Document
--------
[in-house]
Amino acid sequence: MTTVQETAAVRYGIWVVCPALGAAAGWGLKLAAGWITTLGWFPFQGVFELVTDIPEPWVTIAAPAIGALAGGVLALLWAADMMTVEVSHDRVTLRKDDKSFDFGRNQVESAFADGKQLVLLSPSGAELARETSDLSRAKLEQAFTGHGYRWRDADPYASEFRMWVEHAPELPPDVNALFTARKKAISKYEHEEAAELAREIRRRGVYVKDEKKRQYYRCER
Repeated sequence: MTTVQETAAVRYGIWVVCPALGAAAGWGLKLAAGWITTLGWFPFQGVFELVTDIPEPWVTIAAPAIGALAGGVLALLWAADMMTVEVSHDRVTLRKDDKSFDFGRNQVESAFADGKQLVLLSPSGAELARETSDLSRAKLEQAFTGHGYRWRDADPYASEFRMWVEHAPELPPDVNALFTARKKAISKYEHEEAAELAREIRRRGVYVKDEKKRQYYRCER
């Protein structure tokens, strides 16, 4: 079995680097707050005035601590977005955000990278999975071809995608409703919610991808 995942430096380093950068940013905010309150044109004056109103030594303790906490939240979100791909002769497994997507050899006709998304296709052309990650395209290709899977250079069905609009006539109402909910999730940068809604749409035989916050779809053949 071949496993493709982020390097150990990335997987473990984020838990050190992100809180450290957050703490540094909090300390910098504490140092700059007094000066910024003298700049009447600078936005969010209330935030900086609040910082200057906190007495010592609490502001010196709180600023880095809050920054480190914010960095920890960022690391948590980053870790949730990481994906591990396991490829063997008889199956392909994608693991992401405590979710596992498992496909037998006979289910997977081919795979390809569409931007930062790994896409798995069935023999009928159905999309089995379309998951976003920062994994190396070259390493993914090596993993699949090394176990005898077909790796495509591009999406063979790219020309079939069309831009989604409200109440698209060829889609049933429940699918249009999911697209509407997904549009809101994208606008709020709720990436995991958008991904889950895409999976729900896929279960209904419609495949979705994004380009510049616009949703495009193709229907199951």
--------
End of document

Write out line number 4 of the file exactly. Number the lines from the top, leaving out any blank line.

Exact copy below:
């Protein structure tokens, strides 16, 4: 079995680097707050005035601590977005955000990278999975071809995608409703919610991808 995942430096380093950068940013905010309150044109004056109103030594303790906490939240979100791909002769497994997507050899006709998304296709052309990650395209290709899977250079069905609009006539109402909910999730940068809604749409035989916050779809053949 071949496993493709982020390097150990990335997987473990984020838990050190992100809180450290957050703490540094909090300390910098504490140092700059007094000066910024003298700049009447600078936005969010209330935030900086609040910082200057906190007495010592609490502001010196709180600023880095809050920054480190914010960095920890960022690391948590980053870790949730990481994906591990396991490829063997008889199956392909994608693991992401405590979710596992498992496909037998006979289910997977081919795979390809569409931007930062790994896409798995069935023999009928159905999309089995379309998951976003920062994994190396070259390493993914090596993993699949090394176990005898077909790796495509591009999406063979790219020309079939069309831009989604409200109440698209060829889609049933429940699918249009999911697209509407997904549009809101994208606008709020709720990436995991958008991904889950895409999976729900896929279960209904419609495949979705994004380009510049616009949703495009193709229907199951």